The culprit for FYF’s cancellation could be poor ticket sales in April. Refunds will be given to patrons who already bought tickets, according to a statement from Goldenvoice, the company behind FYF Fest.
And with so many multi-day music festivals taking place near L.A. and across the country, it’s getting tougher for festival companies to compete.
Dave Brooks is a senior correspondent for Billboard who has some thoughts on why FYF Fest just couldn’t make it happen this year.
When did problems start for this year's FYF Fest?
Late last year, the founder of the festival, Sean Carlson, got in serious trouble once allegations of sexual harassment and misconduct came out. In 2011, he had sold half the festival to Goldenvoice. After those allegations emerged last year, he sold the entire thing to Goldenvoice. So Goldenvoice put the lineup out in April and fans did not respond with their wallets. Ticket sales never took off.
But it still had more than two months to go to increase ticket sales, and it was praised for its largely female artist lineup. Why did they make this decision now?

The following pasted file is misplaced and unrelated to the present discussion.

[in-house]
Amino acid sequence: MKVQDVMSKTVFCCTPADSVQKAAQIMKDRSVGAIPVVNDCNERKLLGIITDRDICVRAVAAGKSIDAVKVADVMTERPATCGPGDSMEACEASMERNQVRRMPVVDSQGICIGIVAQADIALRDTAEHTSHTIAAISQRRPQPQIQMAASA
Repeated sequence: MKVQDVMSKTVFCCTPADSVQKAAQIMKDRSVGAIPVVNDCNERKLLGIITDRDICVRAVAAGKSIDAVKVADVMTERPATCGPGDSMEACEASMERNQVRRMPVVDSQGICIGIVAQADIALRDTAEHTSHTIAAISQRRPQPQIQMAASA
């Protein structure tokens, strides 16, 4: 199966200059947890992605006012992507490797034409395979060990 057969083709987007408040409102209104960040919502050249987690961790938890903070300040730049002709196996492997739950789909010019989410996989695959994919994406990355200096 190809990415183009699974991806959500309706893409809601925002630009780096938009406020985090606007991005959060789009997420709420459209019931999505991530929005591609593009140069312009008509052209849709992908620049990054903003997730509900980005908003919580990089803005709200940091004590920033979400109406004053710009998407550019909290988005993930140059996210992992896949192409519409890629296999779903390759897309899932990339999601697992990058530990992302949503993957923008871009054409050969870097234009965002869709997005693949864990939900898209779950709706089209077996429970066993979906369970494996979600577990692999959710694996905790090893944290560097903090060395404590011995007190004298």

I'm sure they were up against some deadlines. In the festival world, you have to pay certain deposits and pay up-front for vendors. It was likely a deadline issue.
So this summer we have Coachella, Stagecoach, Electric Daisy--and those are just music festivals within driving distance of L.A. Is the festival scene just too saturated for FYF?
There's a lot of festivals and a lot of competition for the consumer dollar. Fans only have so much money to spend on these festivals that can cost up to $300 to $400.
What does it take to compete in today's festival landscape?
You just have to really have an event and lineup that appeals to fans. You have to have an event that people feel like they can't miss. And that can be tricky when there are so many festivals out there.